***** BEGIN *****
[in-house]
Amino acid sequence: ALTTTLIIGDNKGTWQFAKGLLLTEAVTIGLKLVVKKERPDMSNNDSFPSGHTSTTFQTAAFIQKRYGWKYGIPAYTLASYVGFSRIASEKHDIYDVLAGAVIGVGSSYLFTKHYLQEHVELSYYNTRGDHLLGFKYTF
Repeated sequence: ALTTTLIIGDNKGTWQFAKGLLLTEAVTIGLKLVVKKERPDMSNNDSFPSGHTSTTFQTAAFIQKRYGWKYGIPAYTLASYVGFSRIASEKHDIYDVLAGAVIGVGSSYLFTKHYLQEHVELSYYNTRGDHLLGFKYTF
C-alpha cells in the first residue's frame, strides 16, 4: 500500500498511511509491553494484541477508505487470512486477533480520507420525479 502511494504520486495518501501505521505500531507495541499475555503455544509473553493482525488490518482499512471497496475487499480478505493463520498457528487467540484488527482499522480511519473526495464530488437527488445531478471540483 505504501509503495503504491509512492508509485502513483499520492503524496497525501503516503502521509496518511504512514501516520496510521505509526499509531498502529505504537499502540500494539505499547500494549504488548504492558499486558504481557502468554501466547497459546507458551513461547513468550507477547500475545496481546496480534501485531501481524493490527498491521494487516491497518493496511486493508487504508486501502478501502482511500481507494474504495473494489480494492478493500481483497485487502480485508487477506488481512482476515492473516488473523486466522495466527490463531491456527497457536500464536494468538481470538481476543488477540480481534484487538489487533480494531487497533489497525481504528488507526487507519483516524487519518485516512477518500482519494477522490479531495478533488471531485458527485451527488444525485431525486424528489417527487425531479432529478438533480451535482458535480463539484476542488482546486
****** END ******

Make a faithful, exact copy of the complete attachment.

[in-house]
Amino acid sequence: ALTTTLIIGDNKGTWQFAKGLLLTEAVTIGLKLVVKKERPDMSNNDSFPSGHTSTTFQTAAFIQKRYGWKYGIPAYTLASYVGFSRIASEKHDIYDVLAGAVIGVGSSYLFTKHYLQEHVELSYYNTRGDHLLGFKYTF
Repeated sequence: ALTTTLIIGDNKGTWQFAKGLLLTEAVTIGLKLVVKKERPDMSNNDSFPSGHTSTTFQTAAFIQKRYGWKYGIPAYTLASYVGFSRIASEKHDIYDVLAGAVIGVGSSYLFTKHYLQEHVELSYYNTRGDHLLGFKYTF
C-alpha cells in the first residue's frame, strides 16, 4: 500500500498511511509491553494484541477508505487470512486477533480520507420525479 502511494504520486495518501501505521505500531507495541499475555503455544509473553493482525488490518482499512471497496475487499480478505493463520498457528487467540484488527482499522480511519473526495464530488437527488445531478471540483 505504501509503495503504491509512492508509485502513483499520492503524496497525501503516503502521509496518511504512514501516520496510521505509526499509531498502529505504537499502540500494539505499547500494549504488548504492558499486558504481557502468554501466547497459546507458551513461547513468550507477547500475545496481546496480534501485531501481524493490527498491521494487516491497518493496511486493508487504508486501502478501502482511500481507494474504495473494489480494492478493500481483497485487502480485508487477506488481512482476515492473516488473523486466522495466527490463531491456527497457536500464536494468538481470538481476543488477540480481534484487538489487533480494531487497533489497525481504528488507526487507519483516524487519518485516512477518500482519494477522490479531495478533488471531485458527485451527488444525485431525486424528489417527487425531479432529478438533480451535482458535480463539484476542488482546486